The aim of this study is to describe the process of development, formulation, and implementation of the regionalization policy for the recruitment of health personnel in Burkina Faso.


Burkina Faso, a French-speaking country in West Africa with limited resources, has implemented a policy for the regionalization of health personnel recruitment. The aim of the policy was to reduce the unequal distribution between urban and rural areas. Like other developing nations, Burkina Faso is grappling with a shortage of health care human resources and uneven distribution of those resources between urban and rural areas. The country’s two largest cities (Ouagadougou and Bobo-Dioulasso) accounted for 53.7% of the country’s physicians, 57.3% of the midwives, 59% of the pharmacists, and 33% of the nurses, all categories combined, even though these cities account for only 10% of the country’s population [22]. The aim of the policy was to recruit health workers specifically for rural areas, with completion of a competitive selection process as the only way to leave the region of recruitment.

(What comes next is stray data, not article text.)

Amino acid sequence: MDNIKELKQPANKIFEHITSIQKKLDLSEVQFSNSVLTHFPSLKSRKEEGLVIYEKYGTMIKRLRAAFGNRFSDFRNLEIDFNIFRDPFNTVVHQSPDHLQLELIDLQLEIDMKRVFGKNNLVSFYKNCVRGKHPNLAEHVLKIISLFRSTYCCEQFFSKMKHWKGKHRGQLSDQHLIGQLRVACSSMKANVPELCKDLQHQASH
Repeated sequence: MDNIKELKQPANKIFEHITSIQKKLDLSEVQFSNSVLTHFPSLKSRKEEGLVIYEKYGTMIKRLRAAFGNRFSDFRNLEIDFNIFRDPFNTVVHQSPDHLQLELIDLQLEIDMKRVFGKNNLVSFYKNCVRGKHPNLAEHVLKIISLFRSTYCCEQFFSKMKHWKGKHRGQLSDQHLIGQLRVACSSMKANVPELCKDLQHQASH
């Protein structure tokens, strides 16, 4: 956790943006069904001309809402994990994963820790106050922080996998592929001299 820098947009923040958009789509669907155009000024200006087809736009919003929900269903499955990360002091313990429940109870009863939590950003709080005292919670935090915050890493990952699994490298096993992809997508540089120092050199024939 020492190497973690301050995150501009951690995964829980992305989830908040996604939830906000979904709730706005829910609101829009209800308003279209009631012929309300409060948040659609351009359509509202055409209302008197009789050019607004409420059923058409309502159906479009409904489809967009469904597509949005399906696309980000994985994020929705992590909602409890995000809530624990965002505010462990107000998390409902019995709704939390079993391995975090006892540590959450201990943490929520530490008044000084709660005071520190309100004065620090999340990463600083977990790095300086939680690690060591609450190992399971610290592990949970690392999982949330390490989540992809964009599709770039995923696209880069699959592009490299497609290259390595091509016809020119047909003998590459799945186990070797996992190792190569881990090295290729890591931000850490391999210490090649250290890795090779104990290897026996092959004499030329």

Type of study

This is an exploratory study of a public policy. A public policy is defined as a process to regulate situations that present problems in the distribution of resources [23]. In this case, it is the distribution of health human resources. These public policies are comprised of three sub-processes: development, formulation and implementation [24], which produced different anticipated effects. Furthermore, these public policies are not linear; they interact and quite often adapt to events and contexts [25], since social actors play a key role [26].

This research covered a description of the process of the development, formulation, and implementation of this policy. This helped us to better understand all aspects of introducing regionalization to Burkina Faso.